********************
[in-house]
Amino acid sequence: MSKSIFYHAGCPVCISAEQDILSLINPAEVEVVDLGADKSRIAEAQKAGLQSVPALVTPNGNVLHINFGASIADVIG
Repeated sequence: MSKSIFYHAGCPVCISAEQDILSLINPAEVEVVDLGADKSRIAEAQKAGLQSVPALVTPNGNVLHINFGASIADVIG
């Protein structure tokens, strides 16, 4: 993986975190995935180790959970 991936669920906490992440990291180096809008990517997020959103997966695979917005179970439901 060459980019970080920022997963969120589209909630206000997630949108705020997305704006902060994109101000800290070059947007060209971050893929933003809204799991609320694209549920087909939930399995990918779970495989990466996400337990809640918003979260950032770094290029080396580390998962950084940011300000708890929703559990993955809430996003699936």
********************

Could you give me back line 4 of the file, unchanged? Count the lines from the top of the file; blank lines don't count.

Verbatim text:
């Protein structure tokens, strides 16, 4: 993986975190995935180790959970 991936669920906490992440990291180096809008990517997020959103997966695979917005179970439901 060459980019970080920022997963969120589209909630206000997630949108705020997305704006902060994109101000800290070059947007060209971050893929933003809204799991609320694209549920087909939930399995990918779970495989990466996400337990809640918003979260950032770094290029080396580390998962950084940011300000708890929703559990993955809430996003699936």